What is melena?

Melena is the term used to describe black tarry feces which is a result of “old” and degraded blood in the stool. It usually indicates an upper gastrointestinal bleed originating within the esophagus, stomach or duodenum of the small intestine. Less frequently, bleeding from the mouth or nose may also be responsible but this is more clearly evident when vomiting (hematemesis), coughing (hemoptysis) and in the nasal discharge (epistaxis) or sputum (saliva, phlegm). If there is slow transit time (GI motility), the bleed could be from lower down the gut which typically presents with fresh blood in the stool (hematochezia).

As little as 50 ml of blood in the upper gut can result in melena although it usually requires 100 to 200ml before it becomes clearly evident. While it is reported that melena results in foul-smelling stool, this is sometimes difficult to differentiate from the normal odor. The smell of “old” blood emanating from the stool may accompany the black tarry appearance of the feces.

If there are any signs of shock, the condition needs to be treated as a medical emergency.

Causes of Dark Blood in the Stool

These conditions may arise secondary to the contributing factors listed below.

  • Esophagitis
  • Esophageal cancer
  • Gastritis
  • Bleeding stomach ulcer (refer to Causes of Stomach Bleeding)
  • Duodenitis
  • Bleeding duodenal ulcer
  • Varices of the esophagus or stomach
  • Mallory-Weiss tear
  • Tumors of the gastrointestinal tract
  • Arteriovenous malformation
  • Meckel’s diverticulum

Contributing Factors

  • Gastroesophageal reflux disease (GERD)
  • Liver cirrhosis
  • Certain drugs that are known to cause an upper GI bleed like aspirin and other NSAID’s
  • Trauma to the gastrointestinal tract, which includes investigative medical procedures like an upper GI endoscopy and surgery
  • Foreign body lodged in the gut or passing through the gut
  • Gut infections like H.pylori (stomach) or the various causes of infectious gastroenteritis (stomach and duodenum). Esophageal infections due to candida or herpes may be seen in immunocompromised patients like in HIV/AIDS
  • Generalized infections like typhoid fever and yellow fever. Rare infections include the Ebola virus and icteric leptospirosis (Weil disease)
  • Venom from poisonous insects, arachnids, reptiles
  • Metals like in arsenic poisoning
  • Pest and rodent poisons
  • Drug (ingested) overdose
  • Alcohol poisoning
  • Thrombocytopenia
  • Bleeding disorders like hemophilia

What is hematochezia?

Hematochezia is the medical term for the presence of ‘fresh’ blood in the stool. This may vary from gross bleeding in the stool or with a bowel movement which appears red to maroon in color. Red strands or streaks in the stool or red to pink staining of the toilet bowl water may also be an indication of hematochezia. The stool may be coated with blood, only visible upon wiping or the blood may be within the stool and therefore not clearly evident. Sometimes the blood is not visible to the naked eye due to the small quantity (occult bleed) and is only detected upon testing.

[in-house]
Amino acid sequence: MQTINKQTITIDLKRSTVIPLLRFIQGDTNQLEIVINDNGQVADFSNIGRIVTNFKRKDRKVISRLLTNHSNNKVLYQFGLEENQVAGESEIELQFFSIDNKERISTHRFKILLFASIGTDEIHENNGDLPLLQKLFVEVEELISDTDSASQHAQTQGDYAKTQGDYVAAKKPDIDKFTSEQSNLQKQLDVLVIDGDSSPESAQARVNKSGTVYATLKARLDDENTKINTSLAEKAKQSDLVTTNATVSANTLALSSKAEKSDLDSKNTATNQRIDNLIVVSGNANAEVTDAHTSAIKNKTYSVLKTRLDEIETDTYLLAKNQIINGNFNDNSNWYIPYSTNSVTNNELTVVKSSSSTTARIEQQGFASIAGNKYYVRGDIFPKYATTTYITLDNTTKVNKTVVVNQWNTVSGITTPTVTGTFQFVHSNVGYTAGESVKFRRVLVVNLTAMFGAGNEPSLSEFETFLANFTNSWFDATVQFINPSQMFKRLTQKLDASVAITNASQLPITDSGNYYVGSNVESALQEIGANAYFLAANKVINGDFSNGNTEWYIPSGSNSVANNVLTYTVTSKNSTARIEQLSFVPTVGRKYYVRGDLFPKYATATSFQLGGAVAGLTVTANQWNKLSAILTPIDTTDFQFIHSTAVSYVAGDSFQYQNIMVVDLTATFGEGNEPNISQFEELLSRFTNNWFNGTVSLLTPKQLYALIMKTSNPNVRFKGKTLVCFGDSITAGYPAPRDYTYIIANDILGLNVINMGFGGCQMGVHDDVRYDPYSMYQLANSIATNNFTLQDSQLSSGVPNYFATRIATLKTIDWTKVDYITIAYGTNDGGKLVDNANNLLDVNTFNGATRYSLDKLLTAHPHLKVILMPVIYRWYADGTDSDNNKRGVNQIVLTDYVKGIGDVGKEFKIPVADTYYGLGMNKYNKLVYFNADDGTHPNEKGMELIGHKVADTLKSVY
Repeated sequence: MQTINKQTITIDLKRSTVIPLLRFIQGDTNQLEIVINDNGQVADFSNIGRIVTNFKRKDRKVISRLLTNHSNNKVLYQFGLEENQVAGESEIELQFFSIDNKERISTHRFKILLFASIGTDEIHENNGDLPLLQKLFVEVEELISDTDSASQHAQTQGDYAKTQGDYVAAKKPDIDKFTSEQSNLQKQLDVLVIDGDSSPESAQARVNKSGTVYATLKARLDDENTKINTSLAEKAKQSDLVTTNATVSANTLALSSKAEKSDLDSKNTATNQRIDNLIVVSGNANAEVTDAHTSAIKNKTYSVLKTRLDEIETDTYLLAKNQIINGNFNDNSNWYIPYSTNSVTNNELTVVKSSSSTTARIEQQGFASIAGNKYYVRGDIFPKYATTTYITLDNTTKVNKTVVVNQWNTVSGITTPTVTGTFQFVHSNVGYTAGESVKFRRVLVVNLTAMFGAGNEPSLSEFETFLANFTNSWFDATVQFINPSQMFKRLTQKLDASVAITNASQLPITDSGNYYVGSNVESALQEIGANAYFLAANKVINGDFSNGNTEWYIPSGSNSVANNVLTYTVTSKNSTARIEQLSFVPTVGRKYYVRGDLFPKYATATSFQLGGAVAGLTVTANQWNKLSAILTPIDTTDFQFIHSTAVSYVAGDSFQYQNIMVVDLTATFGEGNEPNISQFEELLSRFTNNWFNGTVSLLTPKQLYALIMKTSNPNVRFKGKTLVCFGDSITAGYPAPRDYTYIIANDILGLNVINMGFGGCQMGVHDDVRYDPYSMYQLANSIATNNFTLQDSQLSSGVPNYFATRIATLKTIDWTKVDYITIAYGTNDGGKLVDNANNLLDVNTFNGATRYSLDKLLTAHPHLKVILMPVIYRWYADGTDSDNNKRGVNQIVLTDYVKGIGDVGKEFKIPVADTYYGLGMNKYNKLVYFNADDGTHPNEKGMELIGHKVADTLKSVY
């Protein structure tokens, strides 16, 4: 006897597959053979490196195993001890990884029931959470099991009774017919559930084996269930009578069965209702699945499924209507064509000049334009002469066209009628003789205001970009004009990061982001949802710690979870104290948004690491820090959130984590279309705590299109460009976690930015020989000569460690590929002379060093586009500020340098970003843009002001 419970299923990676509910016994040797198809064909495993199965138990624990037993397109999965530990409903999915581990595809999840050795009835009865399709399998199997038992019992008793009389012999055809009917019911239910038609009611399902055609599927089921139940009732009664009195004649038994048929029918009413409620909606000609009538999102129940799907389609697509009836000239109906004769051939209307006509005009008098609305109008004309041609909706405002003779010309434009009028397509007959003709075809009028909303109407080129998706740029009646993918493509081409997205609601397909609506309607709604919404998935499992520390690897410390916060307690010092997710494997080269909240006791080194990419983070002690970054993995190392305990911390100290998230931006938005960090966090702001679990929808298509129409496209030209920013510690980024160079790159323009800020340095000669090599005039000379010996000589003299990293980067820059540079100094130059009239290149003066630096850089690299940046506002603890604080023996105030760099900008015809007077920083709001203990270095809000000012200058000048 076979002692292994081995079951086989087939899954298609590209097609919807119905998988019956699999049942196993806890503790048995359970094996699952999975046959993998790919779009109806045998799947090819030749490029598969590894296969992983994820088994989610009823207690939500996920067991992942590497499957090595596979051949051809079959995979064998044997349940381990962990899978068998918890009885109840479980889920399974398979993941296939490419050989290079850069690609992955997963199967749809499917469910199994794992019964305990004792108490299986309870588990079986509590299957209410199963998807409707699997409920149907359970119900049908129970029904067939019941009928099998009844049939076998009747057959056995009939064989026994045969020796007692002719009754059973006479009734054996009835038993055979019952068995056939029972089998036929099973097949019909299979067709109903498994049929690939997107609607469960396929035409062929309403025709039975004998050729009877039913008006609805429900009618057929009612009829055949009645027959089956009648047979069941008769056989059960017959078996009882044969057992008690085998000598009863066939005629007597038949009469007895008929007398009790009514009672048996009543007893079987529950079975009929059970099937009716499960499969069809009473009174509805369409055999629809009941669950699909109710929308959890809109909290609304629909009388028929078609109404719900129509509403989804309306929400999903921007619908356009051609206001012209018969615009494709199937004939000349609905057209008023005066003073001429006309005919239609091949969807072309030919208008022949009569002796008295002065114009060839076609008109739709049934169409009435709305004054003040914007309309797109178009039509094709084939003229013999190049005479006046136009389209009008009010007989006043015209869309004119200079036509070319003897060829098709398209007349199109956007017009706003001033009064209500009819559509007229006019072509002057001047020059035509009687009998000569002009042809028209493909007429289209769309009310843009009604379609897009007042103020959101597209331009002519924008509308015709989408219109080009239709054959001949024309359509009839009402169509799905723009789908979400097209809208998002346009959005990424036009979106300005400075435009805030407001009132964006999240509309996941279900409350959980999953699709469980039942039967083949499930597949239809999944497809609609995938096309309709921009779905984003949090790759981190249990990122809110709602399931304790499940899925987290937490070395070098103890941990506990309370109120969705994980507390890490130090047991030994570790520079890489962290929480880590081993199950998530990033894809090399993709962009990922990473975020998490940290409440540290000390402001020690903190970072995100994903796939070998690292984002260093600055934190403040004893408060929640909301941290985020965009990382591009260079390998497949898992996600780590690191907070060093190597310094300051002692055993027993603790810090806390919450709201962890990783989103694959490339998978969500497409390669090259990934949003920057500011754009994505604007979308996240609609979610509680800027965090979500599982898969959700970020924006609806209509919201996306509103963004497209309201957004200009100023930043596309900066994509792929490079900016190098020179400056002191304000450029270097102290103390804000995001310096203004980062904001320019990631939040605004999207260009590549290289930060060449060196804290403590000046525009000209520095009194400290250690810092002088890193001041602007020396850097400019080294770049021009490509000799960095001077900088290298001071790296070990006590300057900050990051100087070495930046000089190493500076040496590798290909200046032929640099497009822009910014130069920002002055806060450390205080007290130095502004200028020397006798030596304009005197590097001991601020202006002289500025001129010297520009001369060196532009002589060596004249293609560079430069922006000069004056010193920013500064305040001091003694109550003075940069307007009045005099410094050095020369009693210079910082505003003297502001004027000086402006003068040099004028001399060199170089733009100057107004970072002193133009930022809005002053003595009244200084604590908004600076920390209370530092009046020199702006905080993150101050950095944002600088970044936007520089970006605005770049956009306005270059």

Hematochezia, in contrast to melena, indicates a recent bleed in that the blood has not been exposed to oxygen, digestive enzymes or intestinal bacteria for a prolonged period so as to degrade the blood. In most cases, this is indicative of a bleed in the lower gut – namely the colon, rectum or anus.

However, excessive bleeding in the upper gut – esophagus, stomach and first half of the small intestine – or upper GI bleeding in the event of rapid transit time, as with diarrhea, may result in hematochezia. Similarly, bleeding in the ascending colon can result in melena, especially if there is impaired colonic motility, large bowel obstruction or constipation.

Causes of Fresh Blood in the Stool

The causes and/or risk factors of the more common conditions leading to hematochezia are also listed.

  • Hemorrhoids(piles)
    • Sitting on the toilet for long periods
    • Straining during bowel movements
    • Persistent diarrhea or chronic constipation
    • Pregnancy
  • Diverticulitis
    • Over 40 years of age
    • Obesity and sedentary lifestyle
    • Low dietary fiber
  • Anal fissure
    • Large stool and/or hard stool
    • Constipation
    • Straining during bowel movements
    • Persistent diarrhea
    • Crohn’s disease
  • Bleeding anal rash
    • Any excoriated skin rash around the anus, including rashes due to sexually transmitted diseases (STD’s), contact or atopic dermatitis, diaper rash, xerosis (dry skin), or psoriasis.
  • Trauma or Foreign bodies
    • Incorrect use of suppositories
    • Home enemas and colon cleansing therapies (unskilled therapist)
    • Anal intercourse
    • Colonoscopy at the hands of an unskilled practitioner
  • Colorectal polyps
  • Colorectal cancer
  • Anal cancer
  • Inflammatory bowel disease
  • Ischemic colitis
  • Infectious enterocolitis
  • Peri-anal abscess
  • Vascular malformation

 

 


Article reviewed by Dr. Greg. Last updated on September 8, 2012